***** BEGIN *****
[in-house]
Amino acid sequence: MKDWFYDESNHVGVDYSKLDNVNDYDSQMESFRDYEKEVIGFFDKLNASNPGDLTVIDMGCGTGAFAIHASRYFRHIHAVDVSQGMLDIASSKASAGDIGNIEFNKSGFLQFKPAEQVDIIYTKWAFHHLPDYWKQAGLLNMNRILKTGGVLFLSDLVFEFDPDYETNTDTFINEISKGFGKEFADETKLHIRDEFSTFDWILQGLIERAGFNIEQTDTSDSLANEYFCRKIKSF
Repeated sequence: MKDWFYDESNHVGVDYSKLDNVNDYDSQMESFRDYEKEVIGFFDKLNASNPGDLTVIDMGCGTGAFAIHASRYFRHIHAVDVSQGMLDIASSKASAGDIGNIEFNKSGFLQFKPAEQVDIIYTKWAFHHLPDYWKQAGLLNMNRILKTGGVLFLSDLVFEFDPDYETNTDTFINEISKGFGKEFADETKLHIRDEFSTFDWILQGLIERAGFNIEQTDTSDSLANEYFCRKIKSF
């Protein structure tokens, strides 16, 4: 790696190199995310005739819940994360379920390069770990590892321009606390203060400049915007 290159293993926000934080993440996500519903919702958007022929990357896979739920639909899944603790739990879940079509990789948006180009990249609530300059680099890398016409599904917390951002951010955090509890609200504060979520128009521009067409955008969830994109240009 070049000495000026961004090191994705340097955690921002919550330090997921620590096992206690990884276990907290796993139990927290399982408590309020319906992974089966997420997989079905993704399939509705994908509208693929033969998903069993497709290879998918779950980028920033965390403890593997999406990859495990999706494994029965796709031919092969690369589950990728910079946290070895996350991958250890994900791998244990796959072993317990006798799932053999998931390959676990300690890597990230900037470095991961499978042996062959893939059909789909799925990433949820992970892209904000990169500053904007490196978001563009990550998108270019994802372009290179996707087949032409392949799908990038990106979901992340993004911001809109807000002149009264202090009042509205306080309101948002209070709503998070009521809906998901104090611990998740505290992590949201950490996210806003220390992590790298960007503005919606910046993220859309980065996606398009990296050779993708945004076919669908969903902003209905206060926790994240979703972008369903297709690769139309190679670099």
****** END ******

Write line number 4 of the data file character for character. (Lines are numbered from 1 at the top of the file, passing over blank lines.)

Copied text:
């Protein structure tokens, strides 16, 4: 790696190199995310005739819940994360379920390069770990590892321009606390203060400049915007 290159293993926000934080993440996500519903919702958007022929990357896979739920639909899944603790739990879940079509990789948006180009990249609530300059680099890398016409599904917390951002951010955090509890609200504060979520128009521009067409955008969830994109240009 070049000495000026961004090191994705340097955690921002919550330090997921620590096992206690990884276990907290796993139990927290399982408590309020319906992974089966997420997989079905993704399939509705994908509208693929033969998903069993497709290879998918779950980028920033965390403890593997999406990859495990999706494994029965796709031919092969690369589950990728910079946290070895996350991958250890994900791998244990796959072993317990006798799932053999998931390959676990300690890597990230900037470095991961499978042996062959893939059909789909799925990433949820992970892209904000990169500053904007490196978001563009990550998108270019994802372009290179996707087949032409392949799908990038990106979901992340993004911001809109807000002149009264202090009042509205306080309101948002209070709503998070009521809906998901104090611990998740505290992590949201950490996210806003220390992590790298960007503005919606910046993220859309980065996606398009990296050779993708945004076919669908969903902003209905206060926790994240979703972008369903297709690769139309190679670099």